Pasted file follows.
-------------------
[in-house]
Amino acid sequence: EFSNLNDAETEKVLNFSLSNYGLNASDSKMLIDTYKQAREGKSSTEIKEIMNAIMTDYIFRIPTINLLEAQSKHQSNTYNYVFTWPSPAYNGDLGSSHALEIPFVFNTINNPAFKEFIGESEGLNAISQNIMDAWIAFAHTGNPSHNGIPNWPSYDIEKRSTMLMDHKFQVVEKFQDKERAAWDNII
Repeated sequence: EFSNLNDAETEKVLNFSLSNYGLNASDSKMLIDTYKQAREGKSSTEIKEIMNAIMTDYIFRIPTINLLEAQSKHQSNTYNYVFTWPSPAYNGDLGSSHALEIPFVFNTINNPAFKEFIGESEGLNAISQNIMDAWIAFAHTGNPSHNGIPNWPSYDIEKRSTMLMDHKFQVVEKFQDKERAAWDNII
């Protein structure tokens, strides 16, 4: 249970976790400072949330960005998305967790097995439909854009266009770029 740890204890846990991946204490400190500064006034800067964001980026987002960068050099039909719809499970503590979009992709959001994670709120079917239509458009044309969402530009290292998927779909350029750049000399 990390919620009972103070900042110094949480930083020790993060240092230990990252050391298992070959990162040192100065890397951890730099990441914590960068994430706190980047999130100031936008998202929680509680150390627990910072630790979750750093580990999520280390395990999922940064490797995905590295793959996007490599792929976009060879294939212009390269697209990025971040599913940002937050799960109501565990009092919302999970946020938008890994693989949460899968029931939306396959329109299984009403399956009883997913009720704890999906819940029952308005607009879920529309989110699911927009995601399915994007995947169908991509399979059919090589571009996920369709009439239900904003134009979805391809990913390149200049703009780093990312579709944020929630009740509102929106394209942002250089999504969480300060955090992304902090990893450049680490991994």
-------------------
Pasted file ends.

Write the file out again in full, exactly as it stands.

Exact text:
[in-house]
Amino acid sequence: EFSNLNDAETEKVLNFSLSNYGLNASDSKMLIDTYKQAREGKSSTEIKEIMNAIMTDYIFRIPTINLLEAQSKHQSNTYNYVFTWPSPAYNGDLGSSHALEIPFVFNTINNPAFKEFIGESEGLNAISQNIMDAWIAFAHTGNPSHNGIPNWPSYDIEKRSTMLMDHKFQVVEKFQDKERAAWDNII
Repeated sequence: EFSNLNDAETEKVLNFSLSNYGLNASDSKMLIDTYKQAREGKSSTEIKEIMNAIMTDYIFRIPTINLLEAQSKHQSNTYNYVFTWPSPAYNGDLGSSHALEIPFVFNTINNPAFKEFIGESEGLNAISQNIMDAWIAFAHTGNPSHNGIPNWPSYDIEKRSTMLMDHKFQVVEKFQDKERAAWDNII
């Protein structure tokens, strides 16, 4: 249970976790400072949330960005998305967790097995439909854009266009770029 740890204890846990991946204490400190500064006034800067964001980026987002960068050099039909719809499970503590979009992709959001994670709120079917239509458009044309969402530009290292998927779909350029750049000399 990390919620009972103070900042110094949480930083020790993060240092230990990252050391298992070959990162040192100065890397951890730099990441914590960068994430706190980047999130100031936008998202929680509680150390627990910072630790979750750093580990999520280390395990999922940064490797995905590295793959996007490599792929976009060879294939212009390269697209990025971040599913940002937050799960109501565990009092919302999970946020938008890994693989949460899968029931939306396959329109299984009403399956009883997913009720704890999906819940029952308005607009879920529309989110699911927009995601399915994007995947169908991509399979059919090589571009996920369709009439239900904003134009979805391809990913390149200049703009780093990312579709944020929630009740509102929106394209942002250089999504969480300060955090992304902090990893450049680490991994």